A person seeking a Class A or B license must file an application with a “licensing authority, ” defined as “the chief of police or the board or officer having control of the police in a city or town, or persons authorized by them.” Mass. Gen. Laws ch. 140, § 121. Several categories of applicants are automatically ineligible for a Class A or B license, including felons, persons under 21 years old, and others. Mass. Gen. Laws ch. 140, § 131(d)(i)-(x); see also Ruggiero v. Police Comm’r of Boston, 464 N.E.2d 104, 107 (1984) (“§131 describes those persons who, because of immaturity, antisocial behavior, or status as an alien, are deemed improper persons to obtain licenses.”). If an applicant does not fall under one of these excluded categories, the licensing authority may still deny the application if it “determines that the applicant or licensee is unsuitable to be issued or to continue to hold a license to carry.” Mass. Gen. Laws ch. 140, § 131(d). The licensing authority’s unsuitability determination must be based on either: (1) “reliable and credible information that the applicant . . . has exhibited or engaged in behavior that suggests that, if issued a license, the applicant . . . may create a risk to public safety”; or (2) “existing factors that suggest that, if issued a license, the applicant . . . may create a risk to public safety.” Id. This suitability review “allows licensing authorities to keep firearms out of the hands of persons who are not categorically disqualified, . . . but who nevertheless pose a palpable risk that they would not use a firearm responsibly if allowed to carry in public.” Chief of Police of City of Worcester v. Holden, 470 Mass. 845, 854 (2015).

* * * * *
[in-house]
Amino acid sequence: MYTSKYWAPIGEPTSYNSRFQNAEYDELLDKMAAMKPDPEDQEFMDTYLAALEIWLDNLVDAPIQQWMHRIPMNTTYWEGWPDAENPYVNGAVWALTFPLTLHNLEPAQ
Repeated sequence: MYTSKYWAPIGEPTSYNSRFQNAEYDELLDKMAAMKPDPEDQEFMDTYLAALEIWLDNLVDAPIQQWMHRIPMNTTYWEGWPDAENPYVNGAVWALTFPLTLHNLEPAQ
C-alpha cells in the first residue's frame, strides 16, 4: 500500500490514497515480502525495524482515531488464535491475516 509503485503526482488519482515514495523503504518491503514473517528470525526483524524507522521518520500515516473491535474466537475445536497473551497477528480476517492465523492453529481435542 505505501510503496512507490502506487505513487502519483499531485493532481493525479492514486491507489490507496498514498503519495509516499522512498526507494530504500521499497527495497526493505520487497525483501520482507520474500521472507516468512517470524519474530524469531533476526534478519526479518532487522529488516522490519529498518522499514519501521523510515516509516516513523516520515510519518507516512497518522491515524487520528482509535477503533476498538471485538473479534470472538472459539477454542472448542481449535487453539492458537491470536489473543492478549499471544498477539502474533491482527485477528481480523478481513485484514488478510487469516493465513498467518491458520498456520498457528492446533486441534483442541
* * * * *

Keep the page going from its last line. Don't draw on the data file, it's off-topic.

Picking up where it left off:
When a licensing authority denies an application based on an unsuitability finding, it must notify the applicant in writing of the specific reasons for the determination. Mass. Gen. Laws ch 140, § 131(d). This determination is subject to judicial review in the state district court with jurisdiction over the city or town where the application was filed. Id. § 131(f). A state judge, “after an evidentiary hearing, may direct that a license be issued to the petitioner if the judge finds that there was ‘no reasonable ground’ for denying such license, and that the petitioner ‘is not prohibited by law from possessing [the] same.’” Chardin, 465 Mass. at 317 (quoting Mass. Gen. Laws ch. 140, § 131(f)).

         III. Analysis

         Setting aside for now the vagueness of the Complaint, all of Mr. Lovering’s claims against the Commonwealth of Massachusetts are barred by the Eleventh Amendment. It is well established that any federal court lawsuit “in which the State or one of its agencies is named as the defendant is proscribed by the Eleventh Amendment.” Pennhurst State School & Hosp. v. Halderman, 465 U.S. 89, 100 (1984); see also O’Neill v. Baker, 210 F.3d 41, 47 (1st Cir. 2000) (“The Supreme Court has clearly said that the Eleventh Amendment bars federal suits by citizens against the state or state agencies.”). There are two exceptions to a State’s Eleventh Amendment immunity: first, “Congress may abrogate a State’s immunity by expressly authorizing such a suit pursuant to a valid exercise of power, ” and second, “a State may waive its sovereign immunity by consenting to be sued in federal court.” Maysonet-Robles v. Cabrero, 323 F.3d 43, 49 (1st Cir. 2003). Neither exception applies here. Mr. Lovering asserts his constitutional claims against the Commonwealth under 42 U.S.C. § 1983, [2] which does not abrogate state immunity by expressly authorizing a suit in federal court. Soares v. Mass. Dep’t of Youth Servs., No. CIV.A. 12-10573-DJC, 2013 WL 5211556, at *3 (D. Mass. Sept. 12, 2013) (citing Will v. Mich. Dep’t of State Police, 491 U.S. 58, 66 (1989)). Further, the Commonwealth has not consented to Mr. Lovering’s § 1983 claims. Accordingly, all claims against the Commonwealth of Massachusetts are barred by the Eleventh Amendment.